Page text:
THIS FIERCELY cold winter now threatens severe fuel shortages in many parts of the country, particularly in the upper Midwest. The threat offers several useful lessons to the new administration. Not the least of them is the unwisdom of following policies that depend upon mild weather. The Carter prople are now talking anxiously about emergency legislation; but the unfortunate fact of the matter is that it's too late for legislation to affect things very much this winter. What happens now depends on the ice in the rivers, the turn of the weather, the success of the industry in delivering fuel and the willingness of its customers to use that fuel sparingly.

In each of the past four years, the Federal power Commission has warned of a possible shortage of natural gas. But the past three winters have been unusually warm and, when the shortage repeatedly failed to develop, most Americans laughed off the warnings. Congress, meanwhile, continued to insist on a wholly irrational system of price controls that keeps gas hardly more than half as expensive as oil. So not many people shifted to oil. But starting last October, it suddenly took a lot more gas to warm houses and shops.Events since have demonstrated how one shortage rapidly leads to many in an overextended supply system.

As thermometers dropped, the gas pipelines began cutting off low-priority customers - factories and utilities. That meant unemployment, first of all. But it also set off a scramble for fuel oil to replace the gas. One company that serves the Midwest, Standard of Indiana, says that its sales of fuel oil are up 60 per cent over last year. The company can get crude oil to its refineries, since they are fed by pipelines unaffected by the cold. But it normally depends heavily on river and lake barges to deliver refined products to its customers, and ports and rivers have been frozen shut. The company is trying to round up trucks to carry the load.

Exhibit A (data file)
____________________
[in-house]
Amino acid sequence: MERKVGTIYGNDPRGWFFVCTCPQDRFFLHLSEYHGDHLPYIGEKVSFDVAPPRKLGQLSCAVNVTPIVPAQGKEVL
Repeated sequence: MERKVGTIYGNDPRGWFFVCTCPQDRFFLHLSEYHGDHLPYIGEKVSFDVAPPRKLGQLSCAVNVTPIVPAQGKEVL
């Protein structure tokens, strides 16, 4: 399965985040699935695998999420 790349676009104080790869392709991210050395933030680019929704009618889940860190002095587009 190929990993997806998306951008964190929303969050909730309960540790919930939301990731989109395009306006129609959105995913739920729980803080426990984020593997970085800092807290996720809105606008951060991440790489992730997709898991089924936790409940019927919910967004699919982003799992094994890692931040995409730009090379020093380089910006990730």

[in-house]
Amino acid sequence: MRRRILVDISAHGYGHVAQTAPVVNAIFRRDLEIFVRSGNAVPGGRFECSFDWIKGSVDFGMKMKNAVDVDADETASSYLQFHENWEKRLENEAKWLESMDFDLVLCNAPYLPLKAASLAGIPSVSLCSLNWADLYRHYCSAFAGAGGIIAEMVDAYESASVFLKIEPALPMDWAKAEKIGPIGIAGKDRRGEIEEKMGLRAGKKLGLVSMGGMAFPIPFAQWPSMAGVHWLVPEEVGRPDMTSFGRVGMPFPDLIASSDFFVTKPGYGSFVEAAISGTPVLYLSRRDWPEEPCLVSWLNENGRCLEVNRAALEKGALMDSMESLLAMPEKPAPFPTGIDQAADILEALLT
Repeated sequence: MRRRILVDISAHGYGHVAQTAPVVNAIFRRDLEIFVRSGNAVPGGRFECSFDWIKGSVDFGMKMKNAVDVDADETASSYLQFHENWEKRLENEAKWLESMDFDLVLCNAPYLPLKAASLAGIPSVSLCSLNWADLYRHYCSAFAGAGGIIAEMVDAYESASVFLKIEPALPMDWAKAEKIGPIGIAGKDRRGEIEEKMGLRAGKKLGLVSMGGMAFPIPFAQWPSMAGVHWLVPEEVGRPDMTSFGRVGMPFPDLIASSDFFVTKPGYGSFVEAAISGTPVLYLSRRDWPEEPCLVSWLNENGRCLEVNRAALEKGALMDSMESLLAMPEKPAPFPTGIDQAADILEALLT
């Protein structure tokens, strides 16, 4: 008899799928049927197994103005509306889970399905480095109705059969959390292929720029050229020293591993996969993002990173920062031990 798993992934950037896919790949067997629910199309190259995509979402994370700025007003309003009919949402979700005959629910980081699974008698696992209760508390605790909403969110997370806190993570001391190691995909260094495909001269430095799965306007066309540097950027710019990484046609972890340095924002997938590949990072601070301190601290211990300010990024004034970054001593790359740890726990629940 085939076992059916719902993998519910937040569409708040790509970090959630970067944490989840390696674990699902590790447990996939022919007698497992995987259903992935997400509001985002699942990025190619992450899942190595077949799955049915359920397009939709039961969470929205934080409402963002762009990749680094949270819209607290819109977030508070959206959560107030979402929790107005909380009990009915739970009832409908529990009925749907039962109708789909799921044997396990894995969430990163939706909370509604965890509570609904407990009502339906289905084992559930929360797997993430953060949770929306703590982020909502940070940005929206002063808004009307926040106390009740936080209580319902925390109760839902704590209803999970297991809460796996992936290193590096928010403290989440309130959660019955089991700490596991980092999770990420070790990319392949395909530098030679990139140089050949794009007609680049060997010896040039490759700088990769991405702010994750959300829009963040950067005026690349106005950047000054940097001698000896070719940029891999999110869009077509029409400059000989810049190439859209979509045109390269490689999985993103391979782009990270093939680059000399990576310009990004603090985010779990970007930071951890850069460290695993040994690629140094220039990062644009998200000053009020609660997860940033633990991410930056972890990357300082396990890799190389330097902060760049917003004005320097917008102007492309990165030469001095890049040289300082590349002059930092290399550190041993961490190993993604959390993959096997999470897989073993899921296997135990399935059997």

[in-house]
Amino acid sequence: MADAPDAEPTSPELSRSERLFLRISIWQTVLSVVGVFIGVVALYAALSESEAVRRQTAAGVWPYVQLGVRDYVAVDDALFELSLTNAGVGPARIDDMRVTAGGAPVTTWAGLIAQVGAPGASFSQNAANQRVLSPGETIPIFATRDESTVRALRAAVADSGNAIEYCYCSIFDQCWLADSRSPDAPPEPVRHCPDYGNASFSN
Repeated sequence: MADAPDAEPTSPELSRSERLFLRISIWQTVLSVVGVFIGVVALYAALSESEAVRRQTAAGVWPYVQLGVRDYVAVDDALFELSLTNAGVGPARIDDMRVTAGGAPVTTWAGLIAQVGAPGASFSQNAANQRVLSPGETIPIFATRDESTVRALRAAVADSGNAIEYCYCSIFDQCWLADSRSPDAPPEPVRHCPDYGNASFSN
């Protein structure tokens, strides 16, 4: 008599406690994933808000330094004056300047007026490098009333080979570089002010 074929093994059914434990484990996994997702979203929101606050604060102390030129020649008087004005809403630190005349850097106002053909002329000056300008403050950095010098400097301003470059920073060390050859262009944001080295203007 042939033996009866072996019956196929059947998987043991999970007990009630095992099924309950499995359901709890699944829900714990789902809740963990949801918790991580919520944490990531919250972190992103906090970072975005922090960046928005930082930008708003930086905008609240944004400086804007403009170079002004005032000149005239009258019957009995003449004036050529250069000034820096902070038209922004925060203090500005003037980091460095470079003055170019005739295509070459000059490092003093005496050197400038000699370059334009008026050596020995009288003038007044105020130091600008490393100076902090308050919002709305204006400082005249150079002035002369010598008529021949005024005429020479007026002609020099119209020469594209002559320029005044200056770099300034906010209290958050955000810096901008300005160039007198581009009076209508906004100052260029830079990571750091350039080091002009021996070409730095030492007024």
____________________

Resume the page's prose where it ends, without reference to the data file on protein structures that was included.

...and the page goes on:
That is only the beginning of the disruption caused by the ice. In 1973, during the last cold winter, this country was importing some 1.3 million barrels of oil a day from Canada. Now, whith Canada pursuing its own Project Independence, the flow is down to less than 400,000 barrels a day. The difference is made up by imports from overseas. But, once again, a lot depends on the way it moves. The oil from Alberta comes down by pipeline. Much oil from Saudi Arabia comes down by pipeline.Much oil from Saudi Arabia comes up the Mississippi by barge, and the river is now closed. In shifting from Canadian to Middle Eastern oil, this country inadvertently moved from a weatherproof transportation system to one that is anything but.

The Canadians, incidentally, will permit increased exports of both gas and oil over the rest of the winter. Since it's the rough edges of the Canadian-U.S. relationship that have attracted most of the attention lately, this welcome assistance deserves a note of gratitude.

From World War II into the 1970s, the fuel supply system in this country worked miraculously. But by the summer of 1973 gasoline consumption was accelerating rapidly, refineries and pipelines were overtaxed, and gasoline shortages appeared in the Rocky Mountain states, the first since the war. Later that year, the massive increases in worldwide use of oil gave OPEC the power, at last, to set prices where it pleased. Now, in the middle of a cold winter, important parts of the country's distribution system are on the edge of breakdown. It is further evidence that any remedy will require Americans to push down the dangerously high rate at which we are still increasing our daily use of oil and energy.